With the government shutdown in the midst of its second day, the fate of a pair of college football games remains in limbo.
Yesterday, the Department of Defense “suspended all intercollegiate competitions at the nation’s service academies,” meaning the Air Force-Navy game in Annapolis and Army-Boston College game in Chestnut Hill have, for all intents and purposes, been canceled. While all sides — well, except for the politicians who created the mess in the first place — are attempting to come up with a resolution that would allow the games to go off as planned, pessimism is quickly gaining on optimism.
In a statement released by BC athletic director Brad Bates late Wednesday morning, it’s readily apparent that the financial ramifications brought on by the shutdown are not the be-all, end-all of the situation.
“We have been considering and engaging all possibilities in order to play Saturday’s football game, including offering financial assistance to Army for travel,” Bates’ statement read. “We have been told by officials at the US Military Academy, however, that this is not solely a financial decision.”
What Bates is referring to is what his counterpart at Navy alluded to Tuesday: perception.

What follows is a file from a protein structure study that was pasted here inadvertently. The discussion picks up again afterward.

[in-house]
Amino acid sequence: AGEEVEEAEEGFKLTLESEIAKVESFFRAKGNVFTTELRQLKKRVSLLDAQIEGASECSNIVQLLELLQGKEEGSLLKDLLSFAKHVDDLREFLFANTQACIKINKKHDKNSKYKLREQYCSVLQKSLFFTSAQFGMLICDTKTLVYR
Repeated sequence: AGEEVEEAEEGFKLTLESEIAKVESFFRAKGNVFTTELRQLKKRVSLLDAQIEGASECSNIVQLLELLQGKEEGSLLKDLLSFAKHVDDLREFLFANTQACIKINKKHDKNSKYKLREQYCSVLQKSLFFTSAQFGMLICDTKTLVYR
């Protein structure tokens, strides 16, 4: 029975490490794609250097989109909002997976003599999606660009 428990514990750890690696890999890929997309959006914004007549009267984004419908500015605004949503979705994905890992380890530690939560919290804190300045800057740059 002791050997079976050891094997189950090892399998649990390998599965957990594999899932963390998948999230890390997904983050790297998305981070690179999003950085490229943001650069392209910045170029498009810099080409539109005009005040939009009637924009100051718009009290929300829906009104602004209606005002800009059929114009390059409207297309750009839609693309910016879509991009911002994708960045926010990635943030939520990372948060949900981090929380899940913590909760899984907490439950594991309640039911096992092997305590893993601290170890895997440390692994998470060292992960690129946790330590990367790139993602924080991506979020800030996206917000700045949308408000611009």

“It’s a perception thing. Apparently it doesn’t resonate with all the other government agencies that have been shut down,” Navy AD Chet Gladchuk said according to the Capital Gazette.
Of course, a pair of meaningless football games pale in comparison to hundreds of thousands of federal workers losing their paychecks for X amount of days/weeks. Then again, Navy’s athletic department stands to lose in excess of $4 million if this weekend’s game is cancelled, so the shutdown would hit the academy’s non-revenue sports as well — especially if the shutdown pushes deeper into the month and costs the school(s) additional home-game revenue.
Regardless, a final decision on whether or not either of the two games involving the three service academies will be played is expected to come no later than noon ET on Thursday.